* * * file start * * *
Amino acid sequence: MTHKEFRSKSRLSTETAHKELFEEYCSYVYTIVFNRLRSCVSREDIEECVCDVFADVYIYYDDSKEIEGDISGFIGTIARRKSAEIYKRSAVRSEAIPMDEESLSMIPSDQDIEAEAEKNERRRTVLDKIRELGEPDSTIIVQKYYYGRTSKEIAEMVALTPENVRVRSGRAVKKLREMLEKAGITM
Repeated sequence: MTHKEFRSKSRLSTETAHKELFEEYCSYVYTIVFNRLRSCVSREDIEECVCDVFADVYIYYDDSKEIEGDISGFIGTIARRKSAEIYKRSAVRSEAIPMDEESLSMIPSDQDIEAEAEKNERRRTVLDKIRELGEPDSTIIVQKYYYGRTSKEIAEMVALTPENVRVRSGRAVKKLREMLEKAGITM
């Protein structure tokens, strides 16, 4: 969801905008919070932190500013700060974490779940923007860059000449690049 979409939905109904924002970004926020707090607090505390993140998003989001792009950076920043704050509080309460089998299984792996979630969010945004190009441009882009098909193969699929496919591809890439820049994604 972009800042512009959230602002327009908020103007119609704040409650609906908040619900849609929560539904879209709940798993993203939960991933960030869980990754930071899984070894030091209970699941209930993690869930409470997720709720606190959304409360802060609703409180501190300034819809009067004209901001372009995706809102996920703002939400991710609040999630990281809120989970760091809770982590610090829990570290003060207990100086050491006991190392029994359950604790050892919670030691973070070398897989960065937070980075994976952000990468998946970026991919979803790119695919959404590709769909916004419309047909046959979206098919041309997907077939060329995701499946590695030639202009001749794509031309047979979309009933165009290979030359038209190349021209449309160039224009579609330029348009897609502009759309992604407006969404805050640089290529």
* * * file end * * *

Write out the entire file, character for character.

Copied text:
Amino acid sequence: MTHKEFRSKSRLSTETAHKELFEEYCSYVYTIVFNRLRSCVSREDIEECVCDVFADVYIYYDDSKEIEGDISGFIGTIARRKSAEIYKRSAVRSEAIPMDEESLSMIPSDQDIEAEAEKNERRRTVLDKIRELGEPDSTIIVQKYYYGRTSKEIAEMVALTPENVRVRSGRAVKKLREMLEKAGITM
Repeated sequence: MTHKEFRSKSRLSTETAHKELFEEYCSYVYTIVFNRLRSCVSREDIEECVCDVFADVYIYYDDSKEIEGDISGFIGTIARRKSAEIYKRSAVRSEAIPMDEESLSMIPSDQDIEAEAEKNERRRTVLDKIRELGEPDSTIIVQKYYYGRTSKEIAEMVALTPENVRVRSGRAVKKLREMLEKAGITM
């Protein structure tokens, strides 16, 4: 969801905008919070932190500013700060974490779940923007860059000449690049 979409939905109904924002970004926020707090607090505390993140998003989001792009950076920043704050509080309460089998299984792996979630969010945004190009441009882009098909193969699929496919591809890439820049994604 972009800042512009959230602002327009908020103007119609704040409650609906908040619900849609929560539904879209709940798993993203939960991933960030869980990754930071899984070894030091209970699941209930993690869930409470997720709720606190959304409360802060609703409180501190300034819809009067004209901001372009995706809102996920703002939400991710609040999630990281809120989970760091809770982590610090829990570290003060207990100086050491006991190392029994359950604790050892919670030691973070070398897989960065937070980075994976952000990468998946970026991919979803790119695919959404590709769909916004419309047909046959979206098919041309997907077939060329995701499946590695030639202009001749794509031309047979979309009933165009290979030359038209190349021209449309160039224009579609330029348009897609502009759309992604407006969404805050640089290529």